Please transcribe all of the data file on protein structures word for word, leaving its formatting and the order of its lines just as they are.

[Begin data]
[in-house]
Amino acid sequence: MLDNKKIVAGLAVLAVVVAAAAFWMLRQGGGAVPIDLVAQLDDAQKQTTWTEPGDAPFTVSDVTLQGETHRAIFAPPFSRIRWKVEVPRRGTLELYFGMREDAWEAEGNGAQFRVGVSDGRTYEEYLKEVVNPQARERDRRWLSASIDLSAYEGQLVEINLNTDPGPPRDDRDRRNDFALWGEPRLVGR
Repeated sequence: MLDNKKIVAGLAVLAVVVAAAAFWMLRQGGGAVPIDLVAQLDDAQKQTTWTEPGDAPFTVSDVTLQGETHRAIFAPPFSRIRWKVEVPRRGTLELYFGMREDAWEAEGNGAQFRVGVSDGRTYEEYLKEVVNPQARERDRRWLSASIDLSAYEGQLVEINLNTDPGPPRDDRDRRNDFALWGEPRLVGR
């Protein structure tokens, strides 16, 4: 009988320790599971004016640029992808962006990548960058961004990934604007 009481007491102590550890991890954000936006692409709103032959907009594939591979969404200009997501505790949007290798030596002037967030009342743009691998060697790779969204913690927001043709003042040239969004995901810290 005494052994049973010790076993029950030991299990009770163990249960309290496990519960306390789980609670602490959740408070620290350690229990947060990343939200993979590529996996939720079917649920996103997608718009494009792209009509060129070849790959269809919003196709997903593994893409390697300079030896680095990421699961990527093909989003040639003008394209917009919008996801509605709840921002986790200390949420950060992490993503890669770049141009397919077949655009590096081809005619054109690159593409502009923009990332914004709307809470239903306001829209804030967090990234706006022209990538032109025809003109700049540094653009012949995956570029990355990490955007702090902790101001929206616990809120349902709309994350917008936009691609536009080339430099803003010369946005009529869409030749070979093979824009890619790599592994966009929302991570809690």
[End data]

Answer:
[in-house]
Amino acid sequence: MLDNKKIVAGLAVLAVVVAAAAFWMLRQGGGAVPIDLVAQLDDAQKQTTWTEPGDAPFTVSDVTLQGETHRAIFAPPFSRIRWKVEVPRRGTLELYFGMREDAWEAEGNGAQFRVGVSDGRTYEEYLKEVVNPQARERDRRWLSASIDLSAYEGQLVEINLNTDPGPPRDDRDRRNDFALWGEPRLVGR
Repeated sequence: MLDNKKIVAGLAVLAVVVAAAAFWMLRQGGGAVPIDLVAQLDDAQKQTTWTEPGDAPFTVSDVTLQGETHRAIFAPPFSRIRWKVEVPRRGTLELYFGMREDAWEAEGNGAQFRVGVSDGRTYEEYLKEVVNPQARERDRRWLSASIDLSAYEGQLVEINLNTDPGPPRDDRDRRNDFALWGEPRLVGR
């Protein structure tokens, strides 16, 4: 009988320790599971004016640029992808962006990548960058961004990934604007 009481007491102590550890991890954000936006692409709103032959907009594939591979969404200009997501505790949007290798030596002037967030009342743009691998060697790779969204913690927001043709003042040239969004995901810290 005494052994049973010790076993029950030991299990009770163990249960309290496990519960306390789980609670602490959740408070620290350690229990947060990343939200993979590529996996939720079917649920996103997608718009494009792209009509060129070849790959269809919003196709997903593994893409390697300079030896680095990421699961990527093909989003040639003008394209917009919008996801509605709840921002986790200390949420950060992490993503890669770049141009397919077949655009590096081809005619054109690159593409502009923009990332914004709307809470239903306001829209804030967090990234706006022209990538032109025809003109700049540094653009012949995956570029990355990490955007702090902790101001929206616990809120349902709309994350917008936009691609536009080339430099803003010369946005009529869409030749070979093979824009890619790599592994966009929302991570809690």